Although October 10, 2021 is the official HAT DAY, where you can lift your lid to help fight mental illness,  we're celebrating it on Saturday 16th October. at 3:00pm. In fact we will be having a High Tea on Zoom (all things are possible on Zoom apparently).
1 in 5 Aussies are affected by a mental illness every year, but it’s not something we tend to talk about. These illnesses include anxiety, depression, eating disorders, dementia, schizophrenia and many more. This is why it's so important that we Lift the Lid on Mental Illness by funding mental health research.
At our High Tea, not only will we wear our silly hats, we will share our prepared afternoon desserts and cakes, supporting Hat Day. Please join us on Zoom and you will be making a difference by helping to raise funds for important research focussing on early intervention and prevention of mental illness in young people aged 12-25.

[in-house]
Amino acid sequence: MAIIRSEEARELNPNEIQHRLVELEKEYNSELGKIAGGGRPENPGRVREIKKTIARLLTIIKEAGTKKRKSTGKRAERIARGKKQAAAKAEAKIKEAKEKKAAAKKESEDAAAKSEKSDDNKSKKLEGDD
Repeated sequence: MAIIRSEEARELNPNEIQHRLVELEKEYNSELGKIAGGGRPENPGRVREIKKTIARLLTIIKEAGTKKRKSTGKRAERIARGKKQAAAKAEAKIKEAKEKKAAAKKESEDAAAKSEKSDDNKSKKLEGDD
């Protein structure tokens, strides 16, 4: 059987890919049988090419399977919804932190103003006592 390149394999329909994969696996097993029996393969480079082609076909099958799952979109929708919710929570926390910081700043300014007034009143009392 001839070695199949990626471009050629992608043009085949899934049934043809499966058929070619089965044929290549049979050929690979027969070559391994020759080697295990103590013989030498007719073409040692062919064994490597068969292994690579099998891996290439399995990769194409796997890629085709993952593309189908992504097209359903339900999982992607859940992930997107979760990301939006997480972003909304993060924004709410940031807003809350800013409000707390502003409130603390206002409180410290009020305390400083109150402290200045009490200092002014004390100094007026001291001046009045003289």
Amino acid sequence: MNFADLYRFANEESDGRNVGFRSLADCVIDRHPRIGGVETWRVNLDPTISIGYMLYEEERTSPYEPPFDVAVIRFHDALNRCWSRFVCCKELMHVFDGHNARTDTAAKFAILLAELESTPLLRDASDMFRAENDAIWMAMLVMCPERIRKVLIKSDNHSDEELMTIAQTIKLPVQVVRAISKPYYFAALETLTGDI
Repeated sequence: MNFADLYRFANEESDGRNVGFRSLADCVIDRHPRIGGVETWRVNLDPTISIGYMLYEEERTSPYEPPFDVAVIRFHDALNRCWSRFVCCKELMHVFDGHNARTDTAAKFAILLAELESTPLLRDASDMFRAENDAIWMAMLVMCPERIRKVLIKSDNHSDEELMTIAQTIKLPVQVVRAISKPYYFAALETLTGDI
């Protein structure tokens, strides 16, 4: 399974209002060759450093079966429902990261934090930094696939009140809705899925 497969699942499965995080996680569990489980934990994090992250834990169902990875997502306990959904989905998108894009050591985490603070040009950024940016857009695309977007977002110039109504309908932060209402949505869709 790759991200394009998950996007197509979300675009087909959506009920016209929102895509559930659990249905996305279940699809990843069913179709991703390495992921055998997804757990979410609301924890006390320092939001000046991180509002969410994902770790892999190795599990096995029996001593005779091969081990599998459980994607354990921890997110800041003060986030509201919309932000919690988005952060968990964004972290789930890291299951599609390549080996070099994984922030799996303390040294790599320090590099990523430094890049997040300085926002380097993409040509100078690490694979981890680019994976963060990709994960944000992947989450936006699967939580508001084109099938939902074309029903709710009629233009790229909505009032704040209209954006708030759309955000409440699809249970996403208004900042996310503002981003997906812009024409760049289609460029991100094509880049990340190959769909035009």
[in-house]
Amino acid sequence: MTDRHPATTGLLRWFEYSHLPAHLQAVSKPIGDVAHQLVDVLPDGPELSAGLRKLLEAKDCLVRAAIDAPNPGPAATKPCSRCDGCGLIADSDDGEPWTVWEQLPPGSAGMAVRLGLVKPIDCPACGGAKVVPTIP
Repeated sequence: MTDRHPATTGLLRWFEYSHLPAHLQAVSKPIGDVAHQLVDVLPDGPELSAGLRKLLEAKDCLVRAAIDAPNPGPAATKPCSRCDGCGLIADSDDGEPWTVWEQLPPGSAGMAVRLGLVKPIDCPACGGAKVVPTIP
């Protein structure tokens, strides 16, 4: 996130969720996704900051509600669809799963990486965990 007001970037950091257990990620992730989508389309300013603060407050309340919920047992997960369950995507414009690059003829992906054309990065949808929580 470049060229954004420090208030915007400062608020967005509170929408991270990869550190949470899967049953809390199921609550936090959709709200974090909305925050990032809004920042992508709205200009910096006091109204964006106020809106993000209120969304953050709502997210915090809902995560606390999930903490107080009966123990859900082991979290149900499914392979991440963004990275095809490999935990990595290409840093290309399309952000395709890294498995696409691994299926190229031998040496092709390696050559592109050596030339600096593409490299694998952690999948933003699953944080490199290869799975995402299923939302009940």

Covid restrictions of the day may allow small groups to assemble in homes. 
To make a tax-deductible donation go to Australian Rotary Health. You can nominate an amount that suits your circumstances.
For more up to date information, particularly with changes to Covid restrictions, please go to www.bluemountainsrotary.org
Club Information
Welcome to our Club!
Tuesdays at 7:00 AM
Robyn Yates Centre for Cancer Wellness Support
105 Railway Parade
Leura, NSW 2780
0425 302 473
Our face to face breakfast meetings are at The Robyn Yates Centre for Cancer Wellness Support. We will still have some ZOOM meetings. Check Calendar for details.
Due to COVID, we have reinstated ZOOM meetings as our default for July and August.  As always it is dependent on current COVID rules.
Our normal home is the Robyn Yates Cancer Wellness Support Centre, 105 Railway Parade, Leura, NSW, 2780.
Breakfast meeting, are at 7:00, for 7:15am.
Nov 09, 2021
Rotary Foundation
Nov 23, 2021 7:30 AM
Dec 07, 2021 7:30 AM
Blue Mountains Tourism
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Upcoming Events
Club meeting - David Dean Guest Speaker
via ZOOM
Nov 09, 2021
8:00 AM - 9:30 AM
Club meeting - Guest Speaker Kim Terakes
Robyn Yates Centre or ZOOM
Nov 23, 2021
7:15 AM - 9:15 AM
Strategic Planning Day
Robyn Yates Centre
Nov 27, 2021
8:30 AM - 1:00 PM
No meeting
Nov 30, 2021
Club meeting - AGM
Dec 07, 2021
7:15 AM - 9:15 AM
Club meeting - Colleen Kanzaro Guest Speaker
Dec 14, 2021
7:15 AM - 9:15 AM
View entire list